Scientists have developed a new class of drugs called antisense drugs, which can block the genes associated with production of harmful proteins. Until now, it has been difficult for scientists to find a way by which special cancer drugs can be prevented from breaking down before they reach the target genes.
But now, this problem can be overcome by combining the drugs with small gold particles. This novel finding has been the result of the sustained efforts of researchers at the Northwestern University.
Cancer and a spectrum of other disorders arise as a result of a subtle alteration in the genetic material (mutation). Mutation in a gene results in excessive production of copies of certain proteins that can pave way for cancer and other disorders.
When extremely small gold particles (a fraction of the width of the human hair) are attached to multiple strands of antisense DNA, it resulted in a stable delivery of these drugs to the required site of action. Less toxicity and ready absorption of these drugs into cells offer a unique advantage of this particular form of therapy.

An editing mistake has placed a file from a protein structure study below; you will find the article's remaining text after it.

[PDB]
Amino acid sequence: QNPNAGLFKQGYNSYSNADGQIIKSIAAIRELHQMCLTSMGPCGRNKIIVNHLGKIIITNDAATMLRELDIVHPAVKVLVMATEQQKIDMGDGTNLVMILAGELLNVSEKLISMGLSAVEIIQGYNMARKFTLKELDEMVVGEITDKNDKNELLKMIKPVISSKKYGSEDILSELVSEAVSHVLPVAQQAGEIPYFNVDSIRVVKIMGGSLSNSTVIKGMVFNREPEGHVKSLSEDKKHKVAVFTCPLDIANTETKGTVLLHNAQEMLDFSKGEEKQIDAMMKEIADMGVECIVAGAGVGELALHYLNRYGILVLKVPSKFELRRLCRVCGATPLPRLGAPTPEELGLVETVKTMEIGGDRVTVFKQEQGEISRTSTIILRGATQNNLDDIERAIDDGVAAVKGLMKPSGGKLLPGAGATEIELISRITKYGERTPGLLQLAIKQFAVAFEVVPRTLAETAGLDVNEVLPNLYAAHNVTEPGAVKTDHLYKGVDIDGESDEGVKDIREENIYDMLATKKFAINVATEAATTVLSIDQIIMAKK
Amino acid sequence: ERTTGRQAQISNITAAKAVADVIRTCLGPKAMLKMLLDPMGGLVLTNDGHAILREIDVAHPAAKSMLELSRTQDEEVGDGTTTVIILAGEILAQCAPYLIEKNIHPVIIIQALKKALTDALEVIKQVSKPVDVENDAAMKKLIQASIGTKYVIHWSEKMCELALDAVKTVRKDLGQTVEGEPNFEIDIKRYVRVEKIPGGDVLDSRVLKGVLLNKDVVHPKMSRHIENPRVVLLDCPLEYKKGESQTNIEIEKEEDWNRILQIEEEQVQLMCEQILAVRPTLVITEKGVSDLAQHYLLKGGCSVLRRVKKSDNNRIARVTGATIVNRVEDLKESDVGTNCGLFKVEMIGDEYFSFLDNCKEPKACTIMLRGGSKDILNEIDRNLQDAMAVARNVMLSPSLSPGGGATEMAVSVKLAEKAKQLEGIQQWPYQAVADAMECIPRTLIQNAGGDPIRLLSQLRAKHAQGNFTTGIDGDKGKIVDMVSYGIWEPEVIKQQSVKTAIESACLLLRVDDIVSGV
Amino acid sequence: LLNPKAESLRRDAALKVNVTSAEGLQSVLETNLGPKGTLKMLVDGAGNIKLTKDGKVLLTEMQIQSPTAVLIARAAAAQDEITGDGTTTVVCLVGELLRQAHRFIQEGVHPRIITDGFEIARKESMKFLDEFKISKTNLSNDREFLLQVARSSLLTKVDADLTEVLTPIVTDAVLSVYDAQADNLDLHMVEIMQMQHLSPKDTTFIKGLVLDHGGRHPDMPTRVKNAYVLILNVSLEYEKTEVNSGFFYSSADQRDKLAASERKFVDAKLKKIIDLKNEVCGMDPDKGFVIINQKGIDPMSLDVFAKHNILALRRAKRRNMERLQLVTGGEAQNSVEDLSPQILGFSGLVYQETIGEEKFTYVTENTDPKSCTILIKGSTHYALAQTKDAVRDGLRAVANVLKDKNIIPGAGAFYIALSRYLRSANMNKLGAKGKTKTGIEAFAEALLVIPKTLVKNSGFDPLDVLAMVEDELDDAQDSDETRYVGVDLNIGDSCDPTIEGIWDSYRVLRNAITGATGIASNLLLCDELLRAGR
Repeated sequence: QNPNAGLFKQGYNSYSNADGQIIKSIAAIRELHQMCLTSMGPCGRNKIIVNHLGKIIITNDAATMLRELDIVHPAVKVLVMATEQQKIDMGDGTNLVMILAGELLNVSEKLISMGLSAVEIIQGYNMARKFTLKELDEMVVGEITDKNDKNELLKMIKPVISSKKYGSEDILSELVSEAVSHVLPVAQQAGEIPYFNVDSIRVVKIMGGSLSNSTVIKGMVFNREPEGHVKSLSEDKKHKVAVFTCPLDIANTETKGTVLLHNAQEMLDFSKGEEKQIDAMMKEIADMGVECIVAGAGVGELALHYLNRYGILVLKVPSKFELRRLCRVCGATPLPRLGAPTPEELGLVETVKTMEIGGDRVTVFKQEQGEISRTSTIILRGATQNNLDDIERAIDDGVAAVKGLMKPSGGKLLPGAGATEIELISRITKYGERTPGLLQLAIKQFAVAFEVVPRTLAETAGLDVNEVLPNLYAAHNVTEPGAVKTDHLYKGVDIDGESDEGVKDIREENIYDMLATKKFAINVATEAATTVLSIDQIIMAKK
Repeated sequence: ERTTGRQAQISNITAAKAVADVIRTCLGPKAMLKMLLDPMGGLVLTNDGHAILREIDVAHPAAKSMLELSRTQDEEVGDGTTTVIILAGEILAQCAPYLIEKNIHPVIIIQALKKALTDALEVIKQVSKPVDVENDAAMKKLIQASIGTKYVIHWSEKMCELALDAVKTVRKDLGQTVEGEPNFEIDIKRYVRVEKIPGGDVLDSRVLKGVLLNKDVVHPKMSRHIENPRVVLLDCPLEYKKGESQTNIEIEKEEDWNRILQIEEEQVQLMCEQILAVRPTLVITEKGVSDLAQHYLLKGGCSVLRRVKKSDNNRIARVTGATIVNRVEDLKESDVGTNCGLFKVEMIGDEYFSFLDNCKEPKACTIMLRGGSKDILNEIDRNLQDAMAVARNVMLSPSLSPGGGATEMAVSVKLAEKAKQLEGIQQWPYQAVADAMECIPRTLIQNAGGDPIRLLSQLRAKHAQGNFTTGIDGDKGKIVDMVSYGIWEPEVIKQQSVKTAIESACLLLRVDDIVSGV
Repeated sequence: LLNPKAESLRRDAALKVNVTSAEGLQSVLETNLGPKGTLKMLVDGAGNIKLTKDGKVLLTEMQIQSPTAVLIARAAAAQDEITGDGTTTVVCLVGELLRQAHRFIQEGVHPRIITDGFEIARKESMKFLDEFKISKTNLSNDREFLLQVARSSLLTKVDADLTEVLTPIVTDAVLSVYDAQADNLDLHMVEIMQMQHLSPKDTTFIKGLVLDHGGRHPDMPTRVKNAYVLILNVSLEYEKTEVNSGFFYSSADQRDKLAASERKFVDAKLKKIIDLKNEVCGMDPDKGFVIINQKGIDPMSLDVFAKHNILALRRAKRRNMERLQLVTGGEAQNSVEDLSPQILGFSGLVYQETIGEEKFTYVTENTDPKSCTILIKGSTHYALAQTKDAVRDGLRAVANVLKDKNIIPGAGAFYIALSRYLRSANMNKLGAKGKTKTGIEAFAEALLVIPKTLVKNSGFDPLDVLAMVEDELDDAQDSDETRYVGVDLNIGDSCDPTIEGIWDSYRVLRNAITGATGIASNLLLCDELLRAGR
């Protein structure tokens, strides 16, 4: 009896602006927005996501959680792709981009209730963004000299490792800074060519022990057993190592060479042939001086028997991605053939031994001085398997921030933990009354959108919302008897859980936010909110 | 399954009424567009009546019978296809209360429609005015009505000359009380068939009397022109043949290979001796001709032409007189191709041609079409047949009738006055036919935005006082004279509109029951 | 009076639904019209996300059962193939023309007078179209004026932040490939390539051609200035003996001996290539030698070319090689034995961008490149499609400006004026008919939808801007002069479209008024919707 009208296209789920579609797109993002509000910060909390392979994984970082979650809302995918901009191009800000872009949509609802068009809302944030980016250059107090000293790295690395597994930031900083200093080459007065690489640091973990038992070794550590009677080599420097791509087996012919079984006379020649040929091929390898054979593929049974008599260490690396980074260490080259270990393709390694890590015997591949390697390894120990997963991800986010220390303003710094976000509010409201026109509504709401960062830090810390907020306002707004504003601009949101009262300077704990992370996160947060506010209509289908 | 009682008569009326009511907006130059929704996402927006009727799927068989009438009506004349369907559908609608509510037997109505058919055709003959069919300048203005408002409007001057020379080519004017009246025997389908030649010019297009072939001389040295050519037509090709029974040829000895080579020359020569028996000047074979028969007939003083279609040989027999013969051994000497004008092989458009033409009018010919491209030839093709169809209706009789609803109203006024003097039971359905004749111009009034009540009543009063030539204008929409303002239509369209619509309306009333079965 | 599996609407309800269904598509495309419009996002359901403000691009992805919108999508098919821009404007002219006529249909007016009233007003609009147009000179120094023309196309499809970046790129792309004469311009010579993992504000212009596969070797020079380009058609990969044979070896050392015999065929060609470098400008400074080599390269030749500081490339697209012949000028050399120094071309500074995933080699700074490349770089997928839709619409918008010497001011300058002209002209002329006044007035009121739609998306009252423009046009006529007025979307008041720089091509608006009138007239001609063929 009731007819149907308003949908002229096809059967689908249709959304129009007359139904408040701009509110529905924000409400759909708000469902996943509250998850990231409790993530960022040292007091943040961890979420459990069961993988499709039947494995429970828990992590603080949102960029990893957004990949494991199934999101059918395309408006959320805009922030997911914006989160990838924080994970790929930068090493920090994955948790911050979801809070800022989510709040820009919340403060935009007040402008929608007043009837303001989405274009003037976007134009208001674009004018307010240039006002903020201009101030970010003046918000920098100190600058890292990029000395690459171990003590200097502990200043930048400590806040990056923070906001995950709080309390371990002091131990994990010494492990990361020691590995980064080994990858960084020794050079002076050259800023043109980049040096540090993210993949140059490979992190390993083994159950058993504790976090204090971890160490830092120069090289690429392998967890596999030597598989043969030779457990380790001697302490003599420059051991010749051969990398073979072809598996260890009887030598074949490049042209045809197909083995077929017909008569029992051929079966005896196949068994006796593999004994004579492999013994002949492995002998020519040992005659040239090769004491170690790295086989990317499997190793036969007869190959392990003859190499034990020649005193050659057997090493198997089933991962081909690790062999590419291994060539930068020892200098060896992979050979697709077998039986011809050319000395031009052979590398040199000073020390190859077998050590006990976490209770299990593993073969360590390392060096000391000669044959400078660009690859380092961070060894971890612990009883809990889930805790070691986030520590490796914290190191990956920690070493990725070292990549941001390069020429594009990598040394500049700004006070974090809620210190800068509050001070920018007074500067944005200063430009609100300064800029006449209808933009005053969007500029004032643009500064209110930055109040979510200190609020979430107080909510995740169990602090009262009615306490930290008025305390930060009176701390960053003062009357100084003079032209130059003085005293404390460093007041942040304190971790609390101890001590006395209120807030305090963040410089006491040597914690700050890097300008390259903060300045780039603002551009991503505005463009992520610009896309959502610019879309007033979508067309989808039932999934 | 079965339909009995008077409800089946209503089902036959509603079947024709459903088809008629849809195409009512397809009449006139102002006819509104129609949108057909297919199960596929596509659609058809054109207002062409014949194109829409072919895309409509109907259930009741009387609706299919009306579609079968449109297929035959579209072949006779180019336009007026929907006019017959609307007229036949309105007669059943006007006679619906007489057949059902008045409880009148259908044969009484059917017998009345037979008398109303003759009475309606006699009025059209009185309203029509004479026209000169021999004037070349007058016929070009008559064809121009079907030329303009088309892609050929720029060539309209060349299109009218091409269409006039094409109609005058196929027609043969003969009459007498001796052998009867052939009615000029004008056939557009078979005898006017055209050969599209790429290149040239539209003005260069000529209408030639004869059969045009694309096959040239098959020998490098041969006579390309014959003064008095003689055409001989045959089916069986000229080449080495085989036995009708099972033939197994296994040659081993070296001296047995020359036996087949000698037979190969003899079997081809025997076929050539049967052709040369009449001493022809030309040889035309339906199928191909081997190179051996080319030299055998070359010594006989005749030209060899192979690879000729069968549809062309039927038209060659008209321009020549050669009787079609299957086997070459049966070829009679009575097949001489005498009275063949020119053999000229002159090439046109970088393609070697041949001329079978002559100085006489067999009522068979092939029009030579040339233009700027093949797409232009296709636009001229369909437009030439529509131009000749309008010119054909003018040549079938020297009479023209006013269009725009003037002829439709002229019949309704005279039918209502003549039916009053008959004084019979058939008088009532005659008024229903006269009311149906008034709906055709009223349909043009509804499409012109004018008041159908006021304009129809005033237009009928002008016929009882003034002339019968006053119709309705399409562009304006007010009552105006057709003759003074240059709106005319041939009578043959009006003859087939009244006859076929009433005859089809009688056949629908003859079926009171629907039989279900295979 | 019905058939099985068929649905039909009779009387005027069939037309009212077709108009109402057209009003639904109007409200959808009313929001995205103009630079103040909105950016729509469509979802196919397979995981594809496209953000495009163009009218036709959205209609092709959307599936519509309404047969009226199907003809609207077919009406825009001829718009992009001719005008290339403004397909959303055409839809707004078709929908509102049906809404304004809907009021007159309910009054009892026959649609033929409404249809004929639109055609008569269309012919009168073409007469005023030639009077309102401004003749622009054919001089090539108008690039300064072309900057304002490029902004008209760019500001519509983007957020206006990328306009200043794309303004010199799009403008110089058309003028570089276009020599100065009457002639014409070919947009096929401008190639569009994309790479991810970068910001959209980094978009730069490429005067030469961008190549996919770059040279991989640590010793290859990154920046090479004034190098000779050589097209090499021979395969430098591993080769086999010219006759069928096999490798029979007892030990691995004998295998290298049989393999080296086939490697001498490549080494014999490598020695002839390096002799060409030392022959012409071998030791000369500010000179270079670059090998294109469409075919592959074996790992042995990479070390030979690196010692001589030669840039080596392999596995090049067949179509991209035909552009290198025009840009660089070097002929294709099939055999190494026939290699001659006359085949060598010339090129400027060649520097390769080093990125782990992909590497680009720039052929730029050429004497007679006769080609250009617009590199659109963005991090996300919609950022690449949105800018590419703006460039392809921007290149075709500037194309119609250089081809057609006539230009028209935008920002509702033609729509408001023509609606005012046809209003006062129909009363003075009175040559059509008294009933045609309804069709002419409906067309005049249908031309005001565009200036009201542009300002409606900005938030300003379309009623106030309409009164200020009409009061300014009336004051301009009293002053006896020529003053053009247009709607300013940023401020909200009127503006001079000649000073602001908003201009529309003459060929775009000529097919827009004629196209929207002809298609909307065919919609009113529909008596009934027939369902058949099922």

'In the future, this exciting new class of antisense material could be used for the treatment of cancer and other diseases that have a genetic basis. Once inside cells, the DNA modified nanoparticles act as sponges that bind to their targets and prevent them from being converted to proteins,' said Chad Mirkin, lead author of the study.
'Powerful new cancer drugs will only live up to their potential if they can be efficiently delivered to cancer cells. This study accomplishes this by combining two exciting and relatively new technologies - antisense drugs and nanotechnology. In upcoming years, we are likely to see nanotechnology play a greater role in detecting and treating cancers,' said Ed Yong of the Cancer Research, UK.